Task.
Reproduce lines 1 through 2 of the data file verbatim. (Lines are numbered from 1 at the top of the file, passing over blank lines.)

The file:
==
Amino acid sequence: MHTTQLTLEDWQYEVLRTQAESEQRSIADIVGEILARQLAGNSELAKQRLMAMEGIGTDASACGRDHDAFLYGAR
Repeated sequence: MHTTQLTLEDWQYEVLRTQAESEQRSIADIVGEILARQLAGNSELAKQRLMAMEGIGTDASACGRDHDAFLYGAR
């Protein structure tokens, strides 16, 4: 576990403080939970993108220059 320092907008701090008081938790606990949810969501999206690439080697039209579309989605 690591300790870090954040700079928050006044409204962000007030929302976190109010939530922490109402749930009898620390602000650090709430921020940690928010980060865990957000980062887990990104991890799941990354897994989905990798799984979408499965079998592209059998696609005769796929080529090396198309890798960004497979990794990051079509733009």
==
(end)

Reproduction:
Amino acid sequence: MHTTQLTLEDWQYEVLRTQAESEQRSIADIVGEILARQLAGNSELAKQRLMAMEGIGTDASACGRDHDAFLYGAR
Repeated sequence: MHTTQLTLEDWQYEVLRTQAESEQRSIADIVGEILARQLAGNSELAKQRLMAMEGIGTDASACGRDHDAFLYGAR